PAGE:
[Cross posted from Versus The Mob]
Yesterday, I received an email from one of my now former students about some personal business, and the student signed off with "happy holidays!" I responded with my customary "Merry Christmas!" I then had a mental twitch and wondered if I would next receive some sort of admonition for "assuming" that the holiday I celebrate - that a majority of Americans do - is one shared by the student I was exchanging emails with.
Much is made of sanitizing the cultural expressions tied to this time of the year, with places such as Washington State University, officially or otherwise, adopting the neutral "happy holidays" expression for fear of offending some particular ethnic or religious group. This has come to be seen as the "tolerant" thing to do, with culturally specific instances of seasonal well-wishing being seen as somehow rude, oppressive, etc.
It is true that not everyone celebrates Christmas. Some celebrate Hanukkah, some Kwanzaa, and some do not celebrate anything at this time of the year. It is thus held by some that to express a wish for a person's well being to them in any of these particular ways, which may not be their own, is somehow offensive and wrong.
But would this not also mean that one can only wish for the well being of his or her own ethnic, cultural, or religious group? It is implied in this erroneous belief that one's wish for the well being of another is meaningless, even an affront, if the person it is expressed to does not share the exact same practices. Of course, this makes no sense - if I wish someone a Merry Christmas, and they turn out to be a Hindu, for example, it does not change two things:
1. In my cultural observances, and in that of millions of others, it is Christmastime, and the other person can recognize that for me it is that time;
2. Even if the other person does not celebrate Christmas, during this period of time in which others are, things can still go well or things could go badly for this person. My expression of well wishing toward him or her is still expressed in the hope that things will go well for that person during this time.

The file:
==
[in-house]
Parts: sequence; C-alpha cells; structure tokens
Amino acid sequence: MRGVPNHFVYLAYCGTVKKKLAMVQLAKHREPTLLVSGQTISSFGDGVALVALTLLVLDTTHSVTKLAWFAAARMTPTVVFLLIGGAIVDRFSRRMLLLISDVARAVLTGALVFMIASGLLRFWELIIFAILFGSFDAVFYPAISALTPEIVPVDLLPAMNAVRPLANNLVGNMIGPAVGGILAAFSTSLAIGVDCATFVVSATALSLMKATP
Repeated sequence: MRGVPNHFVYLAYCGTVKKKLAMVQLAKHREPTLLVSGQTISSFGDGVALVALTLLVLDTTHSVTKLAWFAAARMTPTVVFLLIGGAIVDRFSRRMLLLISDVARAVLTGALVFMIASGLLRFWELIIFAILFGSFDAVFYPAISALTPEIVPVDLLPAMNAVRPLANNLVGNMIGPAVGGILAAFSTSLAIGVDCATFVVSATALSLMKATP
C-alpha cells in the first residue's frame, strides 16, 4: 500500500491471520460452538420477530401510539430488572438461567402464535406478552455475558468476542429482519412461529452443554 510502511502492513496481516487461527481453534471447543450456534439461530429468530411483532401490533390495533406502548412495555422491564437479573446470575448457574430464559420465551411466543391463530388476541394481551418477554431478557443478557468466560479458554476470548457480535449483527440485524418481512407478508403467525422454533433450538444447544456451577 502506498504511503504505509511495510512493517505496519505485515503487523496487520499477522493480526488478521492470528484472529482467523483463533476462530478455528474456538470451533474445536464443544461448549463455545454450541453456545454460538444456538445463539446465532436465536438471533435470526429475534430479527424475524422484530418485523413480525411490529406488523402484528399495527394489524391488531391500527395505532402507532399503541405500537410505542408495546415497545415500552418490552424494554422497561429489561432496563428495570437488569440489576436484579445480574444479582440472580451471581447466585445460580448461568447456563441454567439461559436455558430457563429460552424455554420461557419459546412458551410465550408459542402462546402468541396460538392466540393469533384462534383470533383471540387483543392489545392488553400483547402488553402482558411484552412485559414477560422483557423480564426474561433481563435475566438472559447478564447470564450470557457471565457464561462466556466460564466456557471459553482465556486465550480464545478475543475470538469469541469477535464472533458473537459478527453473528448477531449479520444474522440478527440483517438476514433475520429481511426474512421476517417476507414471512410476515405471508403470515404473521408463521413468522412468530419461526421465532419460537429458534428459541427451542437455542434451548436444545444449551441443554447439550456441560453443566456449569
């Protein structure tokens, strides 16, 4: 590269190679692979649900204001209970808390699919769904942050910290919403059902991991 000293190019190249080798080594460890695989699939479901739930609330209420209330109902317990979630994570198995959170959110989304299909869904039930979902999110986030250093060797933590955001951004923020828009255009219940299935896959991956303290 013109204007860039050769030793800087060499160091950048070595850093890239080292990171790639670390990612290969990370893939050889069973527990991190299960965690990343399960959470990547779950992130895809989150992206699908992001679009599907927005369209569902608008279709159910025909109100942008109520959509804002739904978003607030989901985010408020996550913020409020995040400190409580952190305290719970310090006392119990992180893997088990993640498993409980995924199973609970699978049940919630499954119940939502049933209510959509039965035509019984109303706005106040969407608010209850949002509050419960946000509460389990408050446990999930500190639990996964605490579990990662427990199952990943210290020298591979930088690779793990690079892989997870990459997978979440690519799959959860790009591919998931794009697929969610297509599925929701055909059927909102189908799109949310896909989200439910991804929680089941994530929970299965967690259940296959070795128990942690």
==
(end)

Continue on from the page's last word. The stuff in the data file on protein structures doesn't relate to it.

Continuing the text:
Thus, there should be no dilemma created, real or imagined, if I say "Merry Christmas" to a Muslim, who may in return wish me a happy Ramadan, or the same to a Jew who may in turn wish the Muslim a happy Hanukkah (when each person's respective holy time is occurring, of course).
This should seem obvious, but somehow, our universities, governments, even our society at large, have adopted the idea that cultural-specific holiday well wishing is offensive. Instead, we have the bland "happy holidays!" held up as the ideal replacement.
But who does "happy holidays" belong to? That is, whose identity is tied to it? Of course, the intention - and the effect - is that no one should have their identity tied to it. Instead of making expressions reflecting who we are, we are told that we should blurt a meaningless abstraction instead. While some take this to be the mark of sensitivity and tolerance, I maintain that it is anything but. This is nothing more than another way in which collectivists attempt to destroy our individuality, to mold us into the amorphous "society" devoid of individuality that they take to be the ideal. The non-distinct phrase, "happy holidays" is not meant to spare the fragile psyches of "oppressed" individuals, but to deny individuality to everyone; it is the very definition of intolerance, masquerading as tolerance.
So to all, I wish you a Merry Christmas, and I will happily accept your individual expressions of well wishing toward me in return, without offense, no matter what form they come in!